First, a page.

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Boy, 16, has first reported case of West Nile virus in El Paso

Updated: Monday, August 26 2013, 04:53 PM MDT

By: Jesse Martinez
EL PASO, Texas – A 16-year-old boy in the 79928 ZIP code has the first reported case of West Nile virus of the season, according to health officials.

Officials with the City of El Paso Department of Public Health said the last reported case happened more than eight months ago.

"We have had a long dry spell in regards to West Nile in the El Paso area, but we should keep in mind that we started seeing cases in August of last year and continued to see them well into December," said Fernando Gonzalez, lead epidemiologist with the city’s health department. "We need to make sure that we continue to take precautions against mosquito bites and mosquito breeding so that we don't see the elevated number of cases we saw last year."

In 2012, there were 32 confirmed cases were reported in the area, and six died as result of the virus or underlying health issues.

The following is information on the virus from the city's public health department:


About one in 150 people infected with WNV will develop severe illness, which can include high fever, headache, neck stiffness, stupor, disorientation, coma, tremors, convulsions, muscle weakness, vision loss, numbness and paralysis. These symptoms may last several weeks, and neurological effects may be permanent.

Up to 20 percent of the people who become infected have symptoms such as fever, headache, and body aches, nausea, vomiting, and sometimes swollen lymph glands or a skin rash on the chest, stomach and back. Symptoms can last for as short as a few days; though even healthy people have become sick for several weeks.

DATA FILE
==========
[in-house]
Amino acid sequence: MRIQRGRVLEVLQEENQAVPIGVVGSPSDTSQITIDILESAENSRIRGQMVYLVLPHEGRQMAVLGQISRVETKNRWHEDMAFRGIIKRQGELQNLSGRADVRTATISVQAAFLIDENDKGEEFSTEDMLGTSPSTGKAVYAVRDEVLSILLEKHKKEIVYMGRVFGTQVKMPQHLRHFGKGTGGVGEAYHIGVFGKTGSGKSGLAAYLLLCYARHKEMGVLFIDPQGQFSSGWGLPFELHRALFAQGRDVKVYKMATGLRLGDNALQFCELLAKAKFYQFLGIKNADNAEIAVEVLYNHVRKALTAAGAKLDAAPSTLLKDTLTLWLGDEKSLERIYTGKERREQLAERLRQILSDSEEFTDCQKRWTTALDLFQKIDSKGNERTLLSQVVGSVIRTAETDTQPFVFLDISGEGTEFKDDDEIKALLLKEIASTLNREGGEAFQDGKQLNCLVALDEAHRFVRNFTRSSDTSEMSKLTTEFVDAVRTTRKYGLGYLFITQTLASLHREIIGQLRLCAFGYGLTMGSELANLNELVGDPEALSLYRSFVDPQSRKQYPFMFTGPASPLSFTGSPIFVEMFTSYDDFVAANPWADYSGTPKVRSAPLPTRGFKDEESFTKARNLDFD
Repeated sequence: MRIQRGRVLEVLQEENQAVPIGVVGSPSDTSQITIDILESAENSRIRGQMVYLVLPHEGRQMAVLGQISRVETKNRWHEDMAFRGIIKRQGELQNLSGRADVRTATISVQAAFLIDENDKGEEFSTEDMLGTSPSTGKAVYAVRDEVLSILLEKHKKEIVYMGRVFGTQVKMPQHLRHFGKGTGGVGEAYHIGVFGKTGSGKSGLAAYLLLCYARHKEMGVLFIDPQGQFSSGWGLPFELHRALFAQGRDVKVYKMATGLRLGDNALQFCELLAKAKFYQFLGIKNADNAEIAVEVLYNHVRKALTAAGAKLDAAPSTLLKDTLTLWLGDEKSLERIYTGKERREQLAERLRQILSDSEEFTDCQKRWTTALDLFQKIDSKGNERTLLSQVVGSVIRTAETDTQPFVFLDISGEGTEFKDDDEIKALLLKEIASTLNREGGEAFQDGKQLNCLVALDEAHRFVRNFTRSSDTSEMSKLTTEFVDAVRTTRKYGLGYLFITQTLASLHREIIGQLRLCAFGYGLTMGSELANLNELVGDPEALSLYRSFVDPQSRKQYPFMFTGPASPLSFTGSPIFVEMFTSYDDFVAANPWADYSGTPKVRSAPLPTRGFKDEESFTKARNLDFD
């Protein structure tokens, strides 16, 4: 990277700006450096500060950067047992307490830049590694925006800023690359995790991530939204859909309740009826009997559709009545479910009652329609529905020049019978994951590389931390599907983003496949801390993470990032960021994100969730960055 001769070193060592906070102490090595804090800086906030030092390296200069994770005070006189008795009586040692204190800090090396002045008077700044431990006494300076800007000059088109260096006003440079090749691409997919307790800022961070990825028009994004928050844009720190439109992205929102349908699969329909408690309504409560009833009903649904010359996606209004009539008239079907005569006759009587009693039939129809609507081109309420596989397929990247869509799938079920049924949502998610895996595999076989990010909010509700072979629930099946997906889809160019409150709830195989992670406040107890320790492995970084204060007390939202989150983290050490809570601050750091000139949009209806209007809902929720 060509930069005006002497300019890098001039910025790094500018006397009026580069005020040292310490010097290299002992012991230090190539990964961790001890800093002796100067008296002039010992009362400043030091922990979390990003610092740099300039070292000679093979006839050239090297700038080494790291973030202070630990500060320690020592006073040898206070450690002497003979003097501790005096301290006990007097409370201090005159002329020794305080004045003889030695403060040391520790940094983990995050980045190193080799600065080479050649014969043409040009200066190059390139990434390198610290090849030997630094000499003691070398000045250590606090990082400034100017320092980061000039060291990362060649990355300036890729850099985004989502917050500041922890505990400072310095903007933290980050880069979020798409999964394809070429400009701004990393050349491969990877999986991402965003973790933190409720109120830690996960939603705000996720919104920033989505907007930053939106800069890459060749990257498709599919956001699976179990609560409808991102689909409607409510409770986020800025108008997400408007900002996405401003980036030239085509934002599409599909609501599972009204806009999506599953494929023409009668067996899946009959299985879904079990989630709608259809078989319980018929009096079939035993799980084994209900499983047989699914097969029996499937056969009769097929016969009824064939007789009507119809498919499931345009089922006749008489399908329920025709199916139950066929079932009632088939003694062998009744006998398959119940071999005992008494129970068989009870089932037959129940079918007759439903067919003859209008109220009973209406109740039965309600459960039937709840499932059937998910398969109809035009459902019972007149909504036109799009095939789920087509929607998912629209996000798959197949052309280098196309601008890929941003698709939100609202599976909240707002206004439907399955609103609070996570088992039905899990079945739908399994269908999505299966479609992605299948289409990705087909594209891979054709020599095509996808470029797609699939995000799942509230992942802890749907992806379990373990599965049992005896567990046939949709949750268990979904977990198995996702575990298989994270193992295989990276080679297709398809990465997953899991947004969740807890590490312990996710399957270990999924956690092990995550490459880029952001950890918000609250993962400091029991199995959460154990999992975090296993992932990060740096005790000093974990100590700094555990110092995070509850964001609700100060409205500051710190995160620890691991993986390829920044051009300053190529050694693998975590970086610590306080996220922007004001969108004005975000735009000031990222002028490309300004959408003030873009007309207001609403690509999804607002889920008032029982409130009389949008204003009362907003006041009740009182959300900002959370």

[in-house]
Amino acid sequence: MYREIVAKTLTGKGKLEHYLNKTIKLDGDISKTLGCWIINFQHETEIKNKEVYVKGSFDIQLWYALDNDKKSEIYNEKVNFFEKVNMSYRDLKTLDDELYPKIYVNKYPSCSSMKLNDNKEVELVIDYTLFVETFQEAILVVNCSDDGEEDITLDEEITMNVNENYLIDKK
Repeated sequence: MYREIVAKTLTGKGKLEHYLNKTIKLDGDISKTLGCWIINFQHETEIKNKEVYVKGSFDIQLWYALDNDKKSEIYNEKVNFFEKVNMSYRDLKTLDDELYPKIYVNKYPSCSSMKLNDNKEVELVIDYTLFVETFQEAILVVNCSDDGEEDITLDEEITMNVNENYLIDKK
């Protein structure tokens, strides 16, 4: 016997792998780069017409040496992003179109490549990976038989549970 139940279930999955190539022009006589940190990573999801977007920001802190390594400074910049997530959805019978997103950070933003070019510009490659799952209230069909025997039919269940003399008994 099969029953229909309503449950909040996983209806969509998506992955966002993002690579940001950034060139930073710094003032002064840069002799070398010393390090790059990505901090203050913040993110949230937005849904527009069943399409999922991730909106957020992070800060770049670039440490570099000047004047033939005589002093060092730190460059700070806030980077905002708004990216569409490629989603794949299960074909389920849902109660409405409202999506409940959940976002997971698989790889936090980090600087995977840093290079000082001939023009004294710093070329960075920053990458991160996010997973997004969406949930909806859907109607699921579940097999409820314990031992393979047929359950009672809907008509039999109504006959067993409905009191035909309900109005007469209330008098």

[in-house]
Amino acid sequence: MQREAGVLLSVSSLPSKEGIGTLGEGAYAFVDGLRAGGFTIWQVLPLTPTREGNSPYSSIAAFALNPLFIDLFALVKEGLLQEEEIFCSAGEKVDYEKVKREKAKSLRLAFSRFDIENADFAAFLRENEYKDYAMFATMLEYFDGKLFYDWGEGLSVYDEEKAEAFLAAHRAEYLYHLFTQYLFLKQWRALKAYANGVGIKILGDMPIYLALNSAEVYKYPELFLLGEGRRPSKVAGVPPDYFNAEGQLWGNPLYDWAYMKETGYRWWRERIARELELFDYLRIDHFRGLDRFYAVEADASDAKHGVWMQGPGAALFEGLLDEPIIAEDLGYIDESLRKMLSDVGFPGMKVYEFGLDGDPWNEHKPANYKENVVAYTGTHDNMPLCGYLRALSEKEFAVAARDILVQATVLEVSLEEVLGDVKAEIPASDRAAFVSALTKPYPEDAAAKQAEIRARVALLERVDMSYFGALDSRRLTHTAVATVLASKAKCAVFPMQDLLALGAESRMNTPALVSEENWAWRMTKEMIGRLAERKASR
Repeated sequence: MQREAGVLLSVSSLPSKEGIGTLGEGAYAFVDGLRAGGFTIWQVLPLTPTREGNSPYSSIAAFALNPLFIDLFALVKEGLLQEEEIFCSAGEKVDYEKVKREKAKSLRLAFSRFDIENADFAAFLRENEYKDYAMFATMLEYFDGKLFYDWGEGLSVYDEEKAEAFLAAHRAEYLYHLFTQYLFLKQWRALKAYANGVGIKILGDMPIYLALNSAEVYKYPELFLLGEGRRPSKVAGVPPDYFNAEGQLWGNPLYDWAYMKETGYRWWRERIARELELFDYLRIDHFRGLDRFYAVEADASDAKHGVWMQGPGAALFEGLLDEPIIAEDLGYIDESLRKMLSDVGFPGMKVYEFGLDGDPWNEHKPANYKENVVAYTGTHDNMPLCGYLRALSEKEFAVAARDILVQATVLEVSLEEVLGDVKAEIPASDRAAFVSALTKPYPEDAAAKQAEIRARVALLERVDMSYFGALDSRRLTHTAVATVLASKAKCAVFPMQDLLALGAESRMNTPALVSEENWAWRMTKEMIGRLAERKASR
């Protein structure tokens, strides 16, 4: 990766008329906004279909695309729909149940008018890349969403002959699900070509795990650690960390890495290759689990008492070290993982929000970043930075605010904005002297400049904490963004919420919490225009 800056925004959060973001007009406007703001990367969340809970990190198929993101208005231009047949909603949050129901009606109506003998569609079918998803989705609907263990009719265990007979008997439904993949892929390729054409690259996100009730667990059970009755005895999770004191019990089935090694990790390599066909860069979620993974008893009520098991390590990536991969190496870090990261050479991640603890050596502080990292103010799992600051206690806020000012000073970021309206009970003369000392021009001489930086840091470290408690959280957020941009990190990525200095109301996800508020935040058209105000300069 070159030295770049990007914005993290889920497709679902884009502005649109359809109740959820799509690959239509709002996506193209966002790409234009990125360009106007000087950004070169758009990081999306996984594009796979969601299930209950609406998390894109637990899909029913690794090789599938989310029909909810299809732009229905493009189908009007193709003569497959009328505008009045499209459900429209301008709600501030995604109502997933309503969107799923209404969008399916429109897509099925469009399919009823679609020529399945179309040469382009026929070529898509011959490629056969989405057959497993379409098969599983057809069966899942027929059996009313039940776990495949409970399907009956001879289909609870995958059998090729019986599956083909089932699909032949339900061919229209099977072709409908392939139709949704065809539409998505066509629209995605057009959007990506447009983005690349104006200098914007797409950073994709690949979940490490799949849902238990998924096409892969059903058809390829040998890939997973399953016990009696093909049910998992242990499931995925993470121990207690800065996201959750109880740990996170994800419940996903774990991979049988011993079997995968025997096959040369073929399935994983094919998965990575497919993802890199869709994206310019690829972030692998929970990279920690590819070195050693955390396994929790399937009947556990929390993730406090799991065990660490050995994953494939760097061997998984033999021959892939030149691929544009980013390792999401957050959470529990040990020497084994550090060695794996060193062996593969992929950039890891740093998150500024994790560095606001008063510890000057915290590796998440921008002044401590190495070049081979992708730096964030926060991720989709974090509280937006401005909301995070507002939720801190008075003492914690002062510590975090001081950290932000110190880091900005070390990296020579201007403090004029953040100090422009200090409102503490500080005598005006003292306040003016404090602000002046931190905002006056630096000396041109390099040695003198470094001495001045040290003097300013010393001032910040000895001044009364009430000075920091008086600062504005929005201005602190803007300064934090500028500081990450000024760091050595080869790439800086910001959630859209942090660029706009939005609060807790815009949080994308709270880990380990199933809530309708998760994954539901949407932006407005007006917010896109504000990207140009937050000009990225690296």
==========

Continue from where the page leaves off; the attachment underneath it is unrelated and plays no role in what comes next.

No symptoms in most people. Approximately 80 percent of people (about four out of five) who are infected with WNV will not show any symptoms at all.

For more information on West Nile virus, please visit the Health Department website at and click on the West Nile virus link.

In effort to increase awareness about the disease and ways the public can protect themselves, the department has added a West Nile virus session to the list of presentations offered by the Speakers Bureau. Local civic and community organizations can schedule a presentation that will include background on the disease, prevention methods, as well as what people can look out for in regards to signs and symptoms of infection. Presentations can be scheduled by visiting, and then clicking on the Speakers Bureau link under Special Projects.

Boy, 16, has first reported case of West Nile virus in El Paso

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